How do tsetse recognise their hosts? The role of shape in the responses of tsetse (Glossina fuscipes and G. palpalis) to artificial hosts
Tirados, Inaki, Esterhuizen, Johan, Rayaisse, Jean Baptiste, Diarrassouba, Abdoulaye, Kaba, Dramane, Mpiana, Serge, Vale, Glyn A., Solano, Philippe, Lehane, Michael J. and Torr, Stephen J. (2011) How do tsetse recognise their hosts? The role of shape in the responses of tsetse (Glossina fuscipes and G. palpalis) to artificial hosts. PLoS Neglected Tropical Diseases, 5 (8). e1226. ISSN 1935-2735 (doi:10.1371/journal.pntd.0001226)
Tirados_et_al_2011.pdf - Published Version
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Palpalis-group tsetse, particularly the subspecies of Glossina palpalis and G. fuscipes, are the most important transmitters of human African trypanomiasis (HAT), transmitting .95% of cases. Traps and insecticide-treated targets are used to control tsetse but more cost-effective baits might be developed through a better understanding of the fly’s host-seeking behaviour.Electrocuting grids were used to assess the numbers of G. palpalis palpalis and G. fuscipes quanzensis attracted to and landing on square or oblong targets of black cloth varying in size from 0.01 m2 to 1.0 m2. For both species, increasing the size of a square target from 0.01 m2 (dimensions = 0.1 x 0.1 m) to 1.0 m2 (1.0 x 1.0 m) increased the catch ,4x however the numbers of tsetse killed per unit area of target declined with target size suggesting that the most cost efficient targets are not the largest. For G. f. quanzensis, horizontal oblongs, (1 m wide x 0.5 m high) caught, 1.8x more tsetse than vertical ones (0.5 m wide x 1.0 m high) but the opposite applied for G. p. palpalis. Shape preference was consistent over the range of target sizes. For G. p. palpalis square targets caught as many tsetse as the oblong; while the evidence is less strong the same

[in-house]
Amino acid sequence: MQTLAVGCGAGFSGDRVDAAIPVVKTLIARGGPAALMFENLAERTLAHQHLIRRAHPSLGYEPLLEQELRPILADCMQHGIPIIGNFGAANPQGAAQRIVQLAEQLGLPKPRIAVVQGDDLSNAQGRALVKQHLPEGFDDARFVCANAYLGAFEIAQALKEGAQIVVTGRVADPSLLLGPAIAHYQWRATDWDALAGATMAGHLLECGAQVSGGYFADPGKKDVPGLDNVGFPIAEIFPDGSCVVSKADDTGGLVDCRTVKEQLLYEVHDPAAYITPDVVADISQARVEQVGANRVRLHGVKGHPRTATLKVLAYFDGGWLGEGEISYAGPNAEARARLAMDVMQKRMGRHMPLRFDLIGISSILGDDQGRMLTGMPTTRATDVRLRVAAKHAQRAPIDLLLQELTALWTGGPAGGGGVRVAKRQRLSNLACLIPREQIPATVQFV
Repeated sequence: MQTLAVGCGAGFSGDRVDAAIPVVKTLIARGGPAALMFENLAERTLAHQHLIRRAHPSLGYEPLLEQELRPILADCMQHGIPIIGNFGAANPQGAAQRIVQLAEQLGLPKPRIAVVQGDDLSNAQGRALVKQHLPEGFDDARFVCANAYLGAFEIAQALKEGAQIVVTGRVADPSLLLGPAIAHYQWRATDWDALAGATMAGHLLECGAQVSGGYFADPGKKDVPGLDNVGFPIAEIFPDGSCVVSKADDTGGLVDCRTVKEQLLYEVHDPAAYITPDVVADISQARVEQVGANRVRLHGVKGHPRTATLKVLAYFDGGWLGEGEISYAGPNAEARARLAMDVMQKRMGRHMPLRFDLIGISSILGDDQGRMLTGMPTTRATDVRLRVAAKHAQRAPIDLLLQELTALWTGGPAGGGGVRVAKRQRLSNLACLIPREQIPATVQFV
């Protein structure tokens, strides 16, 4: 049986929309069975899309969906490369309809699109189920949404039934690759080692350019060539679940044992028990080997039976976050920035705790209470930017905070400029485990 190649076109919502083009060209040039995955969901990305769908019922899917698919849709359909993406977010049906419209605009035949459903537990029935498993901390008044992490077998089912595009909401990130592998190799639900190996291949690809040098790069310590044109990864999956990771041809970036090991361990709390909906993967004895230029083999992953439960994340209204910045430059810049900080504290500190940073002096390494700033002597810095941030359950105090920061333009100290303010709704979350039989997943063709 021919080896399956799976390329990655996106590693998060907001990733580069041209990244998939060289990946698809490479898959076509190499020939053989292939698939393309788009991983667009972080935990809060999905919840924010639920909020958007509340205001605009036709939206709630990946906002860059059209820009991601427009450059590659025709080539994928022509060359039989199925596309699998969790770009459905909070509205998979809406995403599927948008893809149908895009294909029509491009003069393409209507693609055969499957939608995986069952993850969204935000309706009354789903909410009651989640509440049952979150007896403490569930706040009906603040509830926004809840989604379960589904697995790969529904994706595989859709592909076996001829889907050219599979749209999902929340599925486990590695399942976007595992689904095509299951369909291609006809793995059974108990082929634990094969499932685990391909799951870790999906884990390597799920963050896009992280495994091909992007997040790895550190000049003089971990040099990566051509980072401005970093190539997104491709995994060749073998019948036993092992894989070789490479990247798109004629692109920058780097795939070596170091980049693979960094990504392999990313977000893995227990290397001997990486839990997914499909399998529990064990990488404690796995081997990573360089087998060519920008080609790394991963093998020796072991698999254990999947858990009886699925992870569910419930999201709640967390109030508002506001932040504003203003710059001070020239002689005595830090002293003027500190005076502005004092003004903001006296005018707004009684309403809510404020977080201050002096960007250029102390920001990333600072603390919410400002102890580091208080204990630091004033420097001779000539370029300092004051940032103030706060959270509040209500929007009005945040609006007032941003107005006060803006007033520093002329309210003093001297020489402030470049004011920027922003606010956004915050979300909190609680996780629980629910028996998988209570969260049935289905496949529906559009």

appears to apply to G. f. quanzensis. The results suggest that targets used to control G. p. palpalis and G. f. quanzensis should be square, and that the most cost-effective designs, as judged by the numbers of tsetse caught per area of target, are likely to be in the region of 0.25 x 0.25 m2. The preference of G. p. palpalis for vertical oblongs is unique amongst tsetse species, and it is suggested that this response might be related to its anthropophagic behaviour and hence importance as a vector of HAT.
|Additional Information:|| Published on August 2, 2011.  ISSN 1935-2735 (Online).  Copyright: (c) 2011 Tirados et al. This is an open-access article distributed under the terms of the Creative Commons Attribution License, which permits unrestricted use, distribution, and reproduction in any medium, provided the original author and source are credited.  The definitive version can be accessed at PLoS Neglected Tropical Diseases - http://dx.doi.org/10.1371/journal.pntd.0001226.|
|Uncontrolled Keywords:||tsetse, Glossina, behaviour, trypanosomiasis, sleeping sickness|
|Subjects:||S Agriculture > SF Animal culture|
|School / Department / Research Groups:||Faculty of Engineering & Science > Natural Resources Institute
Faculty of Engineering & Science > Natural Resources Institute > Agriculture, Health & Environment Department
Faculty of Engineering & Science > Natural Resources Institute > Pest Behaviour Research Group
|Last Modified:||28 Apr 2016 06:17|
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